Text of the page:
Polls Show Skepticism about Tests

K-12 Testing

A new round of national and state polls indicates widespread skepticism over high-stakes testing, despite the best efforts of corporate and political figures (including presidential candidates Bush and Gore) to sell such testing to the public.


A national survey by the group Public Agenda is perhaps the most significant. It found that nearly that nearly eight out of ten respondents agreed "it's wrong to use the results of just one test to decide whether a student gets promoted or graduates." Almost six in ten (59%) say that "the schools today place far too much emphasis on standardized tests."


This appears to contradict a poll by the Business Roundtable (BR), a corporate group favoring high-stakes tests, which reported that more than two-thirds of those questioned thought students should pass a test before graduating or being promoted. However, the same respondents also said that teacher evaluations and grades were better methods to determine promotion. They were not asked whether they might prefer a combination of standardized tests, school work and grades in which a test does not serve as a sole hurdle. Thus, the superficial conflict with Public Agenda’s results might not be real. These poll results, as well as recent surveys conducted by the American Association of School Administrators and Sylvan Learning (see Examiner, Summer 2000), demonstrate that parents and other adults are increasingly disturbed by high-stakes tests.


An Ohio poll conducted by the Governor’s Commission for Student Success seems to reinforce this finding: while 70% of respondents supported a graduation exam, 69% said students who fail the test should graduate if they have good grades. And though 62% of those polled said they preferred retaining students who did not pass the reading portion of the grade four Ohio Proficiency Test, they also thought grades and teacher evaluations were better tools than tests to decide promotion.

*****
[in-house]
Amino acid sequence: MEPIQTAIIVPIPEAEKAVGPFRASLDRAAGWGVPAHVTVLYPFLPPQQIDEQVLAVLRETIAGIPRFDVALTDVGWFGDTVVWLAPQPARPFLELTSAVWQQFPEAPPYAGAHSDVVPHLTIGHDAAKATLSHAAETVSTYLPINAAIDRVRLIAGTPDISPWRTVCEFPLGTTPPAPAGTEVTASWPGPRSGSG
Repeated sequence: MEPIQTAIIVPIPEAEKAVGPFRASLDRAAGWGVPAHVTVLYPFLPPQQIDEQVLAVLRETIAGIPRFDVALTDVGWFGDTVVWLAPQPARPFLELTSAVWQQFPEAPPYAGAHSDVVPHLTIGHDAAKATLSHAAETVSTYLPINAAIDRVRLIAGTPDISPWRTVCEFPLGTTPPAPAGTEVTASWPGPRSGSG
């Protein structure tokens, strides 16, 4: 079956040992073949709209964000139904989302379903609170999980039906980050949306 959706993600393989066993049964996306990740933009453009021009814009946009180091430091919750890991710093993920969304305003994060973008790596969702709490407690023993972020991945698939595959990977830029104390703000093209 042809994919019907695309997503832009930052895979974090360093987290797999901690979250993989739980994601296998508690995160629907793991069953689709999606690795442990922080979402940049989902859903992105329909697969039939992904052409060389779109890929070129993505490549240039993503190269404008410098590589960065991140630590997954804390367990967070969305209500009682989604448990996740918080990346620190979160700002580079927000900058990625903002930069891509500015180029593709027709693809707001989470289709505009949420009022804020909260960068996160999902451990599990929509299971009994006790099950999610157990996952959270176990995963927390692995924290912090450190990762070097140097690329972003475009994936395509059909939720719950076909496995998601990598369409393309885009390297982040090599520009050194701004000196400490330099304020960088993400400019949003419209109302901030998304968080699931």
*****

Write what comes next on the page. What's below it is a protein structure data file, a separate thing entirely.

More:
The public generally believes that information from teachers is most meaningful. When Phi Delta Kappan’s Gallup Poll asked what are the best means to “measure student academic achievement,” 44% of respondents said “portfolios of students’ work,”41% said “combination of standardized and teacher-designed tests,” but only 13% named “single standardized test.” Kappan’s editor Pauline Gough, said their poll “offers no support for the idea of basing decisions on the results of a single, high-stakes test.”


Support for testing programs also was weak in surveys conducted in Virginia and Minnesota. A Washington Post survey of 1,031 registered Virginia voters reported that 51 percent of the respondents said the Standards of Learning (SOL) testing program "is not working," while 34 percent said the program "is working." Forty-three percent said the tests should be substantially changed and 21 percent wanted them to be "ended entirely," while only 24 percent said they should continue as is. These findings were confirmed by a Richmond Times-Dispatch which reported that 65% of the respondents to its poll said the SOL tests were not the best way to assess student learning.


The Minnesota poll, conducted jointly by several news organizations, found that fewer than half the respondents “thought the emphasis on statewide tests...was a good thing.” In that state, hundreds of students had mistakenly been denied a diploma due to a test scoring mistake (see Examiner, Summer 2000). However, state leaders have floated a plan to increase the amount of testing.


-- Public Agenda is at http://www.publicagenda.org
-- Business Roundtable is at http://www.businessroundtable.org/
-- Kappan poll is in the Sept. 2000 issue and at http://www.pdkintl.org/kappan/kappan.htm